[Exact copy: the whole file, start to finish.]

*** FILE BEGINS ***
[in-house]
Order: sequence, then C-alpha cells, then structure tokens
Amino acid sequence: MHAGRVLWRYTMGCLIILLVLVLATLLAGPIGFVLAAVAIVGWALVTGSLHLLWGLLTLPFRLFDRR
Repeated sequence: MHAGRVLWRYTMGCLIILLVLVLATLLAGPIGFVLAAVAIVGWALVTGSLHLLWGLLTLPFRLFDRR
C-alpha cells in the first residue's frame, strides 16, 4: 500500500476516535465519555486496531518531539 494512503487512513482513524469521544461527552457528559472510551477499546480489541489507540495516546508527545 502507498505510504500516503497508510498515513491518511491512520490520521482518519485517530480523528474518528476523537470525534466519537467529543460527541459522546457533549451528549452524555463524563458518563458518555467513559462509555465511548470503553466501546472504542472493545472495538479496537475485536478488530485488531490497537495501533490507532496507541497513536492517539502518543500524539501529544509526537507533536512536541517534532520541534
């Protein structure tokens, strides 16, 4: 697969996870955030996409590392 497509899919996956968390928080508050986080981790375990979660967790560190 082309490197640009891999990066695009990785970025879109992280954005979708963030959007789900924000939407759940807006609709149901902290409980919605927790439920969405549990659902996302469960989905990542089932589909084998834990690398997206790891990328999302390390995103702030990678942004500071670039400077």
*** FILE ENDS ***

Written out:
[in-house]
Order: sequence, then C-alpha cells, then structure tokens
Amino acid sequence: MHAGRVLWRYTMGCLIILLVLVLATLLAGPIGFVLAAVAIVGWALVTGSLHLLWGLLTLPFRLFDRR
Repeated sequence: MHAGRVLWRYTMGCLIILLVLVLATLLAGPIGFVLAAVAIVGWALVTGSLHLLWGLLTLPFRLFDRR
C-alpha cells in the first residue's frame, strides 16, 4: 500500500476516535465519555486496531518531539 494512503487512513482513524469521544461527552457528559472510551477499546480489541489507540495516546508527545 502507498505510504500516503497508510498515513491518511491512520490520521482518519485517530480523528474518528476523537470525534466519537467529543460527541459522546457533549451528549452524555463524563458518563458518555467513559462509555465511548470503553466501546472504542472493545472495538479496537475485536478488530485488531490497537495501533490507532496507541497513536492517539502518543500524539501529544509526537507533536512536541517534532520541534
């Protein structure tokens, strides 16, 4: 697969996870955030996409590392 497509899919996956968390928080508050986080981790375990979660967790560190 082309490197640009891999990066695009990785970025879109992280954005979708963030959007789900924000939407759940807006609709149901902290409980919605927790439920969405549990659902996302469960989905990542089932589909084998834990690398997206790891990328999302390390995103702030990678942004500071670039400077």